You probably only have to take a quick glance at the Subaru Outback to realize that this is a vehicle that almost defies definition. Some would say it’s a compact crossover SUV, but it’s grown into more of a midsize model as the years have gone by and there’s a lot more to this unique model than many of its supposed rivals in the compact crossover class. There’s plenty to say about the Outback, so here’s what to look out for when buying a used Subaru Outback.
How long has the Subaru Outback been in production?
Production of the Subaru Outback got underway in 1994 and continues to this day. The Outback is now built at Subaru’s Lafayette manufacturing facility alongside the Subaru Legacy.
How many generations of Subaru Outback are there?
There have now been six generations of the Subaru Outback here in America, but it’s a very different vehicle today from the first version that appeared way back in 1994. The earliest versions of the Outback were effectively station wagons built on the same platform as the Subaru Legacy, but over the years this Subaru has developed into a sort of crossover/SUV/wagon amalgamation.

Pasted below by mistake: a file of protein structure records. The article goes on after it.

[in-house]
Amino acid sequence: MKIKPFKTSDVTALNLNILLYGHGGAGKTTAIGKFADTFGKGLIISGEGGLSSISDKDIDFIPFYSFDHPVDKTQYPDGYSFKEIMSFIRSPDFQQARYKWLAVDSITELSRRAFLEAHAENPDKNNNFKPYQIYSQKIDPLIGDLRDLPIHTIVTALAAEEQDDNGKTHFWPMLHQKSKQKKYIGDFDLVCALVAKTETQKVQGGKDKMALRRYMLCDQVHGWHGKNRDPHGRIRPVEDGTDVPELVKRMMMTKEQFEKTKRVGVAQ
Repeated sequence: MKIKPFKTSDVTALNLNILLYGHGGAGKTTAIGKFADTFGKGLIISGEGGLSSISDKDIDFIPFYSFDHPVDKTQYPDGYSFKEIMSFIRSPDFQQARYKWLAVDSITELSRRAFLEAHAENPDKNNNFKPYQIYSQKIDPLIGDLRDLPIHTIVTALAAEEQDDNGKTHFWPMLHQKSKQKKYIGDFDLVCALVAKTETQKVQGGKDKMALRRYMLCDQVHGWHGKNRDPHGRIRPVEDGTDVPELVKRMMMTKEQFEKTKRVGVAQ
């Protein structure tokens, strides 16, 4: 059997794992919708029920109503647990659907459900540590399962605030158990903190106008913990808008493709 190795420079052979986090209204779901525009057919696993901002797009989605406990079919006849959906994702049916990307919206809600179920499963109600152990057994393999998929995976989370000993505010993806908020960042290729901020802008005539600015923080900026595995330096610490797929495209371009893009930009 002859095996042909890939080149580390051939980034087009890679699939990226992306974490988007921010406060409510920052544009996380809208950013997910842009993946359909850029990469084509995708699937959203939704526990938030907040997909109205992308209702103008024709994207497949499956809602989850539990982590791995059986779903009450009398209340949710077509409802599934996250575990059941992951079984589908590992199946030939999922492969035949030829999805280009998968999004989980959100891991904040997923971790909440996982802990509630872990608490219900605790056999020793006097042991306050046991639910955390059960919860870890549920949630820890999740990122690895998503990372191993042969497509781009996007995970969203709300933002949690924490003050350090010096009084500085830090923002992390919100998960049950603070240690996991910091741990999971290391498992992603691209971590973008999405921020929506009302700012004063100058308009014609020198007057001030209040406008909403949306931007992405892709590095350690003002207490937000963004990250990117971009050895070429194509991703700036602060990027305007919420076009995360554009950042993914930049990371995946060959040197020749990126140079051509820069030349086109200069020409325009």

First-generation Subaru Outback (1994-1998)
The first-generation Outback was only around for about four years but a lot of changes and development went on during that relatively short period. These are now very long in the tooth and the only reason I’d expect anyone to want one is if they’re a Subaru enthusiast or they only have a couple of hundred dollars to spend on a used vehicle.
Second-generation Subaru Outback (1999-2003)
These second-generation versions of the Outback were longer and wider than the first generation, and although they went into production in 1999 they were actually for the 2000 model year in North America. This generation looks more like we’d expect a Subaru to look, and in 2000, a six-cylinder 3.0-liter engine was introduced for the first time to add to the existing 2.5-liter four-cylinder unit.
Third-generation Subaru Outback (2003-2009)
Although the third generation of the Outback went into production in 2003, it didn’t arrive in America until 2004 as a 2005 model year. The exterior styling was a big improvement once again, but it got another interior and exterior redesign for the 2006 model year. Towards the end of this generation, the sedan version of the Outback that had only been produced for the American market was dropped after the 2007 model year.